I feel completely stupid. Tried to use Docker to install (run) an app on my linux machine. I failed. The story should've had a happy ending with localhost:8080/libreplan leading me to libreplan screen. It didn't happen. Is there a nice tutorial about using docker to run apps? It has to be very simple. Something like Docker for Dummies but dumber. Way dumber.
@paladin make sure you’re opening ports (docker run -p 8080 image) and/or your firewall isn’t blocking it
The parameters in this file are correct:
For anyone not familiar with Liquibase, it's a Java library to set up a database schema automatically. It uses a cross-db schema definition language. The setup SQL is the final product of running liquibase (for MySQL).
The mainstream paradigm is that if your liquibase-using program starts up and finds an empty database, it should set it up.
@paladin @blueberry Here's what you would run against a MySQL or MariaDB database to set it up:
It's just plain SQL/DDL, so you just need to run the script against the database. There's a variety of ways to do this. For each database there's a command line utility to run SQL, there's usually a nice GUI tool, and many have a website associated with the database that you can navigate to. There's also some generic tools for this, but I don't know what is good.
@paladin @blueberry That said, there's a good chance that their documentation is misleading about this whole "needing to run a SQL setup script" thing and Liquibase will just handle it for you on startup.
If I were you, I would just clean everything back to square one, run docker-compose again like you did last time, and then just navigate to the site to see if it worked automatically.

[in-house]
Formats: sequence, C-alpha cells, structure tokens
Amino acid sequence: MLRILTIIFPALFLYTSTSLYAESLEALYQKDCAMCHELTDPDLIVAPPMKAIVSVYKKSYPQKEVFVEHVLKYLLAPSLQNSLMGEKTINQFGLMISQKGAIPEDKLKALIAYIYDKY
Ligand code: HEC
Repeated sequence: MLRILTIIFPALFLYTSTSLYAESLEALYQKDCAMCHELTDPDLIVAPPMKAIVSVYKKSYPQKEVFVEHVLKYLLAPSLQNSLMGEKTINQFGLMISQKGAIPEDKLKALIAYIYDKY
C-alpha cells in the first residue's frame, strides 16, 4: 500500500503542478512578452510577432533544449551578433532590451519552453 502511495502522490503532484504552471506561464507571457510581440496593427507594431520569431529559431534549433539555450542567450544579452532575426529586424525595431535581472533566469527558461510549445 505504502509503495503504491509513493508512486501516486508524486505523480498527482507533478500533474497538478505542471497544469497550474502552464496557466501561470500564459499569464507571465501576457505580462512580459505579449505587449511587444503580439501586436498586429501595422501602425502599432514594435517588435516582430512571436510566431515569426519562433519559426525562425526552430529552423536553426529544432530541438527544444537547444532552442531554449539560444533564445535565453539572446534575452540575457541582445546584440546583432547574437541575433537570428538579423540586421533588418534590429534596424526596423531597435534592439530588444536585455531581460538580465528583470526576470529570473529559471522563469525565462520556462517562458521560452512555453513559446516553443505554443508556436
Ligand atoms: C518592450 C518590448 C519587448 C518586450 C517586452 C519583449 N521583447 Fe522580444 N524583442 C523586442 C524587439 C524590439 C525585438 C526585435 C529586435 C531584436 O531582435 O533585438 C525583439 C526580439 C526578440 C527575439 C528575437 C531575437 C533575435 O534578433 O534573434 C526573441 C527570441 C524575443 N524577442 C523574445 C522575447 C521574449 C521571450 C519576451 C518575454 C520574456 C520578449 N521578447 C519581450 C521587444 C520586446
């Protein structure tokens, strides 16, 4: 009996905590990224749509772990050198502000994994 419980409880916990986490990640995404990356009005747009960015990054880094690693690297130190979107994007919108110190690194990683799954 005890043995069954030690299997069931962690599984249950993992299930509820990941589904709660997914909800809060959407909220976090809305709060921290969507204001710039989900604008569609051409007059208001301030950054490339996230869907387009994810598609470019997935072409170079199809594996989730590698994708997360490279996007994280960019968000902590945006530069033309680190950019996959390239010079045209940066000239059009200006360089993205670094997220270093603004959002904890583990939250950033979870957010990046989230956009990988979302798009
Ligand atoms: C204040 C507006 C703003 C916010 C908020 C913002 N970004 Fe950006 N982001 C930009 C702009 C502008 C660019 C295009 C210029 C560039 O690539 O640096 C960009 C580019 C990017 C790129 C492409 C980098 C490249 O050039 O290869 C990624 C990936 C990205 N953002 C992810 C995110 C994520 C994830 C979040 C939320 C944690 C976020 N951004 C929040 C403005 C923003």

If that fails, then go see if the database is the issue and if you need to run that script.
Hi ... I can't work this out... It is like there is always: use docker compose or do it manually ... https://github.com/LibrePlan/docker-images/issues/6
This is my docker compose file:
That said, follow the instructions here: https://cryptpad.fr/code/#/2/code/view/sKjx8Iz3nrlSUoKM0CtggrWAX6zvOtLFt6qNXhsLrSM/
@urusan If I understod correctly I can go with docker compose and use the install.sql file
manually create two containers
Is this so or?
@paladin So, with your current docker-compose file, it's mounting the ./sql folder (which is supposed to have install.sql inside it) into a folder in your database, which will autorun on (first) startup.
./sql is going to be the sql folder inside whatever directory you run `docker-compose up` from.
So, it sounds like you just need to make a sql folder to put the install.sql file into, so it can be mounted properly.
@paladin It's also possible to mount a single file, if you give the full path of the file on both sides of the mount definition:
That would mount just the install.sql file from the current directory into that folder.
@paladin Oh, and yes, both of those are viable options.
Manually creating 2 containers would require install.sql btw.
That said, another option is to make a Dockerfile that loads install.sql permanently into the database image.
I would personally go with docker-compose though.
@paladin By the way, I just noticed your database died. Any idea why it died?
Of particular importance is making sure you fed it the right install.sql. The postgres version is in a different dialect and thus won't be understandable to a MySql database.
MySQL and MariaDB are more common, but also more old fashioned and idiosyncratic. Also, the split is because Oracle acquired MySQL.
Really it doesn't matter all that much though, databases are usually used behind abstraction layers.
@paladin @blueberry MariaDB seems to have a long list of generic db tools https://mariadb.com/kb/en/graphical-and-enhanced-clients/
Also, don't forget the command line tools, especially since they can be scripted.
I saw your post yesterday but was too busy to help properly between work and childcare, but with it being vague I didn't have much to go on.
Let us know if you hit another roadblock. It sounds like you are making good progress though. :)
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